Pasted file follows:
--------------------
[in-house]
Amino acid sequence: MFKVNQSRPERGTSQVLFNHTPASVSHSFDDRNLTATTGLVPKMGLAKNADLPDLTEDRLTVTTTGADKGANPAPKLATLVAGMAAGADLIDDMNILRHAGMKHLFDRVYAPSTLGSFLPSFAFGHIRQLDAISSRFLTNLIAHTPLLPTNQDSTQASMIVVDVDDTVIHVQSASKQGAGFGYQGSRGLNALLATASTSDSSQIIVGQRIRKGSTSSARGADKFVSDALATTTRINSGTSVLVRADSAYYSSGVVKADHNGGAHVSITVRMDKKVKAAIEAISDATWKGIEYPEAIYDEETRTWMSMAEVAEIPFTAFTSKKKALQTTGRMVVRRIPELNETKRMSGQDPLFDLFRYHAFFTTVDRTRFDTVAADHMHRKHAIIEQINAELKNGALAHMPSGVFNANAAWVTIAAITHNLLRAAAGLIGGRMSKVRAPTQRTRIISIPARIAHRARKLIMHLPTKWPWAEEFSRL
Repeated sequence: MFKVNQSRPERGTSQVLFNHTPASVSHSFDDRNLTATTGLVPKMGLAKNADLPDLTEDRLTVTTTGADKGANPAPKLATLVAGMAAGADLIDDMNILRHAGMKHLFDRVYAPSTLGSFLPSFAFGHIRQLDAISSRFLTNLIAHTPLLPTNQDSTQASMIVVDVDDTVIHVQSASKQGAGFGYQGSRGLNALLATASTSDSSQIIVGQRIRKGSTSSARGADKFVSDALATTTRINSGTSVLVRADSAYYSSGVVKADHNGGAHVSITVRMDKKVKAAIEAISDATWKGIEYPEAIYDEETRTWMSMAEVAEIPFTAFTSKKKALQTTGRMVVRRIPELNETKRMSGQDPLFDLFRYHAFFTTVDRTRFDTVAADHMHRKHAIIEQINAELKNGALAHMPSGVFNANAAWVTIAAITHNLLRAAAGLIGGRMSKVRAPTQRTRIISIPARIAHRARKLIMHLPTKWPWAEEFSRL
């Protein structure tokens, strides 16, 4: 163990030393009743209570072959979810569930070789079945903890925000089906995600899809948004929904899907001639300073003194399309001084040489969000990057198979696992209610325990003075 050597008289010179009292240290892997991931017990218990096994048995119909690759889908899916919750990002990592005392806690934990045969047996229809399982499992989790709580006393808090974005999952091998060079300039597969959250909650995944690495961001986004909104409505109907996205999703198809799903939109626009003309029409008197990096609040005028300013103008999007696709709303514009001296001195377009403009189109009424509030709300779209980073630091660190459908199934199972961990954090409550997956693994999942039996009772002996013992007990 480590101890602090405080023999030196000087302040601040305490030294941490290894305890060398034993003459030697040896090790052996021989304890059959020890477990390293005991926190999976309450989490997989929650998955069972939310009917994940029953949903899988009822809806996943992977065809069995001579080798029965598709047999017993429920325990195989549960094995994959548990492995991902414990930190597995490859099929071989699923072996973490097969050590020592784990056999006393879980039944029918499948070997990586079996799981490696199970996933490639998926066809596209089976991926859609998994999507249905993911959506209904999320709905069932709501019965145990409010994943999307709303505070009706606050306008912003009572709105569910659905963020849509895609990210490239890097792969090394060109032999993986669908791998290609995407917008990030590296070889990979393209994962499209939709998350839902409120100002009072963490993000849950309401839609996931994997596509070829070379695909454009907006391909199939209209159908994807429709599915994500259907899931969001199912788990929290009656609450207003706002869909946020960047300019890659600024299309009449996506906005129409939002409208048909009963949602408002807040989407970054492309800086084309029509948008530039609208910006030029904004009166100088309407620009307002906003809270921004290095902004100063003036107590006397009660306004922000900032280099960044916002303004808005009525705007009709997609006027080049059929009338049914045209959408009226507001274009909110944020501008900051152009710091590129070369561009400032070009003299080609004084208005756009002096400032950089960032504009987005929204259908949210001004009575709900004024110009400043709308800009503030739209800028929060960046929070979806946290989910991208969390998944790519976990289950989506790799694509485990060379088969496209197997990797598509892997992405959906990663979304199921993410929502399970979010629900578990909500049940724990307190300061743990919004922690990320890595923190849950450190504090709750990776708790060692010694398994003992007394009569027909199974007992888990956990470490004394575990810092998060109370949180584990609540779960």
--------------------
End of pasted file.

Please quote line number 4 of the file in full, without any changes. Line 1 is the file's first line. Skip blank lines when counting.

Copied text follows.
């Protein structure tokens, strides 16, 4: 163990030393009743209570072959979810569930070789079945903890925000089906995600899809948004929904899907001639300073003194399309001084040489969000990057198979696992209610325990003075 050597008289010179009292240290892997991931017990218990096994048995119909690759889908899916919750990002990592005392806690934990045969047996229809399982499992989790709580006393808090974005999952091998060079300039597969959250909650995944690495961001986004909104409505109907996205999703198809799903939109626009003309029409008197990096609040005028300013103008999007696709709303514009001296001195377009403009189109009424509030709300779209980073630091660190459908199934199972961990954090409550997956693994999942039996009772002996013992007990 480590101890602090405080023999030196000087302040601040305490030294941490290894305890060398034993003459030697040896090790052996021989304890059959020890477990390293005991926190999976309450989490997989929650998955069972939310009917994940029953949903899988009822809806996943992977065809069995001579080798029965598709047999017993429920325990195989549960094995994959548990492995991902414990930190597995490859099929071989699923072996973490097969050590020592784990056999006393879980039944029918499948070997990586079996799981490696199970996933490639998926066809596209089976991926859609998994999507249905993911959506209904999320709905069932709501019965145990409010994943999307709303505070009706606050306008912003009572709105569910659905963020849509895609990210490239890097792969090394060109032999993986669908791998290609995407917008990030590296070889990979393209994962499209939709998350839902409120100002009072963490993000849950309401839609996931994997596509070829070379695909454009907006391909199939209209159908994807429709599915994500259907899931969001199912788990929290009656609450207003706002869909946020960047300019890659600024299309009449996506906005129409939002409208048909009963949602408002807040989407970054492309800086084309029509948008530039609208910006030029904004009166100088309407620009307002906003809270921004290095902004100063003036107590006397009660306004922000900032280099960044916002303004808005009525705007009709997609006027080049059929009338049914045209959408009226507001274009909110944020501008900051152009710091590129070369561009400032070009003299080609004084208005756009002096400032950089960032504009987005929204259908949210001004009575709900004024110009400043709308800009503030739209800028929060960046929070979806946290989910991208969390998944790519976990289950989506790799694509485990060379088969496209197997990797598509892997992405959906990663979304199921993410929502399970979010629900578990909500049940724990307190300061743990919004922690990320890595923190849950450190504090709750990776708790060692010694398994003992007394009569027909199974007992888990956990470490004394575990810092998060109370949180584990609540779960």